- (Josh. 15:10). Beth-Shemesh appears on the list of cities of the tribe of Dan (Josh. 19:41, as Ir-Shemesh), but it was apparently never actually conquered by it (Judg. 1:35, if the identification of Harheres with Beth-Shemesh is correct). In the list of levitical cities, it is mentioned as belonging to the tribe of Judah (Josh. 21:16; I Chron. 6:44). Beth-Shemesh was located close to the border of Philistia, and the archaeological excavations there have shown that in the period of the Judges, the Philistines exerted a strong influence on the city. The Samson narratives all take place in the vicinity of Beth-Shemesh; his birthplace, Zorah, lay just to the south of it, and the Philistine city Timnah is to the west of it. It has even been suggested that the name Samson itself (Heb. Shimshon) indicates a connection with the city. When the Philistines returned the "Ark of God," which they had captured at the battle of Eben-Ezer, on an ox-driven cart, it was sent along the road that led straight from Ekron to Beth-Shemesh (I Sam. 6). In the period of the monarchy, the city was part of Solomon's second administrative district, which included the former cities of the territory of Dan (I Kings 4:9). The war between Amaziah and Jehoash, kings of Judah and Israel, in about 790 B.C.E. was fought near Beth-Shemesh, and Amaziah was taken prisoner there (II Kings 14:11–13; II Chron. 25:21–23). The last reference to Beth-Shemesh in the Bible occurs during the reign of Ahaz, king of Judah, from whom it was captured by the Philistines in about 734 B.C.E. (II Chron. 28:18). Beth-Shemesh is identified with Tell al-Rumayla, astride the Wadi al-Ṣarār (biblical Sorek Valley?) on one of the major highways connecting Jerusalem with the seacoast (the modern Jerusalem-Tel Aviv railroad follows this ancient route). The site was excavated by D. Mackenzie (1911–12) and E. Grant (1928–33); G.E. Wright assisted in analyzing the results. The excavations revealed that the first city (stratum VI) of Beth-Shemesh was established toward the close of the third millennium B.C.E. (end of the Early Bronze Age). The next city (stratum V), dating to the Hyksos period (c. 1750–1550 B.C.E.), is characterized by a high level of development. This Middle Bronze Age city was fortified by a massive wall with insets and offsets and towers. In the southern part of the wall, a strong gate was discovered with the entrance between two guardrooms, a style typical of the period. The city continued to flourish in the Late Bronze Age (stratum IV, c. 1550–1200 B.C.E.). In this stratum plastered water cisterns, installations for the manufacture of bronze, numerous imported vessels from the Aegean area and Egypt, an inscription in the Ugaritic cuneiform alphabet, and an ink-inscribed ostracon in early Canaanite-Phoenician script were found. The following stratum (III) dates to the period of the Judges (Early Iron Age). This city shows signs of a decline in the material culture as is also evident in other sites from this period. The decline, however, did not affect the metal industry, which continued to operate at its previous high level. The abundance of Philistine pottery found in this stratum is proof of the strong influence of the Philistines in the area during this period. The destruction of the city by fire in the second half of the 11th century B.C.E. was a result of the wars with the Philistines that preceded the establishment of the monarchy. The city was rebuilt (stratum IIa) sometime in the tenth century and was surrounded by a casemate wall – the typical fortification of Israelite cities in the period of the united monarchy. The large store house and granary erected in the city confirm the biblical description of the important administrative role held by Beth-Shemesh. Settlement at Beth-Shemesh continued until the end of the First Temple period (strata IIb and IIc). The last city was unfortified. Between IIb and IIc there appears to have been some interruption in the occupation of the site, which may explain the absence of Beth-Shemesh from the detailed city list of Judah, where it would be expected to appear in the Zorah-Azekah district (Josh. 15:33–36). Scholars disagree as to whether the date of this gap in the history of Beth-Shemesh should be ascribed to Pharaoh Shishak's campaign in c. 924 B.C.E. or to the capture of the city by Jehoash, king of Judah, in the eighth century. In Roman times the settlement moved to nearby Ayn Shams, which preserves the ancient name. Talmudic sources describe Beth-Shemesh as a small Plan of the excavations at Beth-Shemesh. Courtesy, Mosad Bialik, Jerusalem. Plan of the excavations at Beth-Shemesh. Courtesy, Mosad Bialik, Jerusalem. village (Lam. R. 2:2; etc.) and Eusebius (Onom. 54:11–13) accurately locates it 10 miles from Eleutheropolis (Bet Guvrin) on the road to Nicopolis (Emmaus). (2) A Canaanite fortress town listed as part of the inheritance of Naphtali (Josh. 19:38) but not settled by the tribe in the early stages of the Israelite occupation of the country (Judg. 1:33). It was most likely located in the northern part of Upper Galilee, where remains of strong Canaanite settlements have been discovered. Some scholars identify it with the Beth-Shemesh of Issachar (3) below) and accordingly place it in Lower Galilee on the border between Issachar and Naphtali. (3) A city in the territory of Issachar, apparently close to the northern border of the tribe (Josh. 19:22). Khirbat Sheikh al-Shamsāwī in the southern part of the valley of Naphtali may preserve the ancient name. Some scholars, however, identify it with al-ʿUbaydiyya, farther east near the Jordan River, on the assumption that it is identical with (2) above. (4) The city On-Heliopolis in Egypt whose temple to the Egyptian sun-god Re is mentioned in Jeremiah's prophecies against the nations (Jer. 43:13; cf. Isa. 19:18). It is the presentday el-Matariyeh, east of Cairo. (Yohanan Aharoni) -Modern Period In the vicinity is the modern town of Bet-Shemesh. Its beginnings go back to the village of Hartuv, founded in 1895 by Jews from Bulgaria who bought the land from a training farm set up 12 years earlier by the English Mission of Jerusalem which had tried unsuccessfully to convert Jerusalemite Jews working there. Hartuv made little progress due to its isolation and the lack of water and good soil. In the 1929 Arab riots, the few inhabitants had to leave the village temporarily but soon returned. Shortly before 1948, the Tel Aviv municipality opened a youth training farm there, and construction of the large "Shimshon" cement factory was begun. Bet-Shemesh was abandoned for a few months during the 1948 War of Independence, but finally fell to Israeli forces on September 19, 1948. A ma'barah ("immigrant transit settlement") was set up there in 1950, and in 1951 a permanent urban settlement was begun as part of the program of populating and securing the "Jerusalem Corridor." Bet-Shemesh grew to serve as an urban center providing community and commercial services to 60 rural settlements. The city had two large industrial areas, but some of its residents commuted to Jerusalem and Tel Aviv. It numbered 10,000 inhabitants in 1969 and received municipal status in 1991. In the mid-1990s the population was approximately 20,900 and by 2002 the fast-growing city had increased its population to 53,400, 50% among them under the age of 21. It occupied an area of 20 sq. mi. (50.5 sq. km.). In this latter period the city absorbed many new immigrants, mainly from the former Soviet Union. The majority of them were secular and their presence in the city led to a degree of cultural-religious tension. The Ramat Bet-Shemesh suburb south of the city attracted a religious population, including many English-speaking immigrants. (Efraim Orni / Shaked Gilboa (2nd ed.) -BIBLIOGRAPHY: (1) Press, Ereẓ, 1 (1951), 104–5; EM, 2 (1965), 110–8 (includes bibliography). (2) Y. Aharoni, Hitnaḥalut Shivtei Yisrael ba-Galil ha-Elyon (1957), 52, 74–5. (3) Abel, Geog, 2 (1938), 282–3; Aharoni, Land, index. (4) EM, 1 (1965), 147; 2 (1965), 119. WEBSITE: www.betshemesh.muni.il .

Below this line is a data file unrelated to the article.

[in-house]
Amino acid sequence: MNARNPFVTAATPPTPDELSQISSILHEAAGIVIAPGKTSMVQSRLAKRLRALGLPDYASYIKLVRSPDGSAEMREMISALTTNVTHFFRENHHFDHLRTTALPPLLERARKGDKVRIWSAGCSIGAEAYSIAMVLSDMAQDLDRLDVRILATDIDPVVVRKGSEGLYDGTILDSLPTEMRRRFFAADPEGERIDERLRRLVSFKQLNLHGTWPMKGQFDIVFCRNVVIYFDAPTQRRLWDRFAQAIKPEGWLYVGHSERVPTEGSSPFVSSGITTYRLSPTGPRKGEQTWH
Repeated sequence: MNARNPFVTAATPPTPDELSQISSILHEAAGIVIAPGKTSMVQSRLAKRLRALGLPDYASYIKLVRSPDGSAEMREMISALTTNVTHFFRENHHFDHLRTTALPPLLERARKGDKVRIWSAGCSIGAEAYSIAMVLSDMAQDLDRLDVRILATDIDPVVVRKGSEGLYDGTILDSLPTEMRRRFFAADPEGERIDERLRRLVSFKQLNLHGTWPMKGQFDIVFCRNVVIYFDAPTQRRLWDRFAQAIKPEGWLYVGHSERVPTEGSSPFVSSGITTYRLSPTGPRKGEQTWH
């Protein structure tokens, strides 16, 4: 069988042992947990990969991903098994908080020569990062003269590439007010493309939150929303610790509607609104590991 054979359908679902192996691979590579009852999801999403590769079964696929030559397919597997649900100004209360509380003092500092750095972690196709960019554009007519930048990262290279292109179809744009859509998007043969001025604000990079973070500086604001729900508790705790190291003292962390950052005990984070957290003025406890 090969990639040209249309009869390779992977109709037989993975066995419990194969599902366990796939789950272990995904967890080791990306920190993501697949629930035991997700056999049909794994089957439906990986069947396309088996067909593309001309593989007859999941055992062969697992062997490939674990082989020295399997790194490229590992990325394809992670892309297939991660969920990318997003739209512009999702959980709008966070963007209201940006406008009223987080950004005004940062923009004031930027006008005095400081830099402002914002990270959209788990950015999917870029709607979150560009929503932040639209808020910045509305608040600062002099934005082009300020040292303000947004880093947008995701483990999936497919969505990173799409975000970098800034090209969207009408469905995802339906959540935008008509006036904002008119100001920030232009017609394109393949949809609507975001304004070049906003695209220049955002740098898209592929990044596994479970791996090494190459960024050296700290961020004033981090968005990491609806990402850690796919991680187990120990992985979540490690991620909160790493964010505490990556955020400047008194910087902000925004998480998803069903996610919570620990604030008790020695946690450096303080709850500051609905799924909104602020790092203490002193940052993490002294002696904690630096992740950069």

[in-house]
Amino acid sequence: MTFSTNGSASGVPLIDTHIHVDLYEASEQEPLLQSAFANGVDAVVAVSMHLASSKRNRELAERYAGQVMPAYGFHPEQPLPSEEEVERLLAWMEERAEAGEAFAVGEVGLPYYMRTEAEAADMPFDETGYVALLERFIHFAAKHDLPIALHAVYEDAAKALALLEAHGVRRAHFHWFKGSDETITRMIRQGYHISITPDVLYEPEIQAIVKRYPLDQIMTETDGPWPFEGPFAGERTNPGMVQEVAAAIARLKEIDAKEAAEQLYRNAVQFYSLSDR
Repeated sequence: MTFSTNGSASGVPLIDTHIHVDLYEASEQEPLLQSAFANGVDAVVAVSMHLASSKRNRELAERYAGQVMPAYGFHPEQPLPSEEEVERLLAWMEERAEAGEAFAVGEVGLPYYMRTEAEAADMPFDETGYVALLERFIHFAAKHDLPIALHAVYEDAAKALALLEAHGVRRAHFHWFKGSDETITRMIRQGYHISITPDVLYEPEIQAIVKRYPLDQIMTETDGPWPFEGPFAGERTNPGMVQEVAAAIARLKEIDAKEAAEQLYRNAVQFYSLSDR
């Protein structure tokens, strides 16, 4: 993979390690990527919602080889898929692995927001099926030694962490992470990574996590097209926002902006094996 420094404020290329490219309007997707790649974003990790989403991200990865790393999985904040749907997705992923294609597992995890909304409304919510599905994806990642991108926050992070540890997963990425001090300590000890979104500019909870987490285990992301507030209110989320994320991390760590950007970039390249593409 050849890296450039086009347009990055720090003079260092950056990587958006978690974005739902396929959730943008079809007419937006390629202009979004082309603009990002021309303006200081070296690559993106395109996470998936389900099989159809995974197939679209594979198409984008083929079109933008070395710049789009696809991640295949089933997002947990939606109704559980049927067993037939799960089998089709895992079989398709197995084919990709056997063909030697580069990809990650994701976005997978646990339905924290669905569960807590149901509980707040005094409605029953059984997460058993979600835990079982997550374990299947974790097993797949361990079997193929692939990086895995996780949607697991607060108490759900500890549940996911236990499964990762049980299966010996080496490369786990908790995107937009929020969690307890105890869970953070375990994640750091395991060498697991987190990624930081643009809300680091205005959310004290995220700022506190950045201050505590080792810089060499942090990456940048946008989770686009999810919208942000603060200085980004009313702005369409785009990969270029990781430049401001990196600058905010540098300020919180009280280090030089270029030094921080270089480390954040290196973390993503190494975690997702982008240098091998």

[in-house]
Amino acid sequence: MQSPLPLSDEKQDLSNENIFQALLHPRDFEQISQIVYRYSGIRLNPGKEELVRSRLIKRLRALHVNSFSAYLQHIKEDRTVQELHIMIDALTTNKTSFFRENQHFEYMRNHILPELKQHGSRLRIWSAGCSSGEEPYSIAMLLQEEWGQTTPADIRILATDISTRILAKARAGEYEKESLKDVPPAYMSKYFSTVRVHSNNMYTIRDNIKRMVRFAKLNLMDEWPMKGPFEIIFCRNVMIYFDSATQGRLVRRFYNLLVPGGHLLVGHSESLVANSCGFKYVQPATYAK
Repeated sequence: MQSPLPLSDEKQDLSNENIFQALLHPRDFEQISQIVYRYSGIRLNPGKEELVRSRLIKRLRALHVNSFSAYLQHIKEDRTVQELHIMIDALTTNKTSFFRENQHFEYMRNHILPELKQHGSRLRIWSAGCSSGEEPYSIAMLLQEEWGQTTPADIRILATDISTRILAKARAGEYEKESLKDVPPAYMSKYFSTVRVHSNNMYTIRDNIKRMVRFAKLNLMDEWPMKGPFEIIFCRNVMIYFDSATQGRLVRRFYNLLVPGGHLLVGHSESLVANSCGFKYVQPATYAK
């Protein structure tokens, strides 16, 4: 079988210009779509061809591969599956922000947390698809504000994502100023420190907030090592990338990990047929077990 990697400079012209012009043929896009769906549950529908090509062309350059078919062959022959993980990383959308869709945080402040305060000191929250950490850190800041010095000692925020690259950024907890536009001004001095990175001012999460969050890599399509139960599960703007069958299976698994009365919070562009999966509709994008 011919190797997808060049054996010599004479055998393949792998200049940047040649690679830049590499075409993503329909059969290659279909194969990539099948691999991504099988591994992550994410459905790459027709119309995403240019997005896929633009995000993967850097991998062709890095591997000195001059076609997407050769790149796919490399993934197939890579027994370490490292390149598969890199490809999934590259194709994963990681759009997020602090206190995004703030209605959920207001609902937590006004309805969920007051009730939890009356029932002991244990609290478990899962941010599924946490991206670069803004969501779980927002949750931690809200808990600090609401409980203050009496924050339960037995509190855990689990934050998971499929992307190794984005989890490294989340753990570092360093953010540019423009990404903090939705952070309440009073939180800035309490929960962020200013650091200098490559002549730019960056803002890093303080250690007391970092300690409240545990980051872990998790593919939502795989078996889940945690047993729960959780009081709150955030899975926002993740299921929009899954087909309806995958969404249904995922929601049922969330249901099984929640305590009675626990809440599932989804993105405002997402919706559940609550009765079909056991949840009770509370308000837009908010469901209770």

Encyclopedia Judaica. 1971.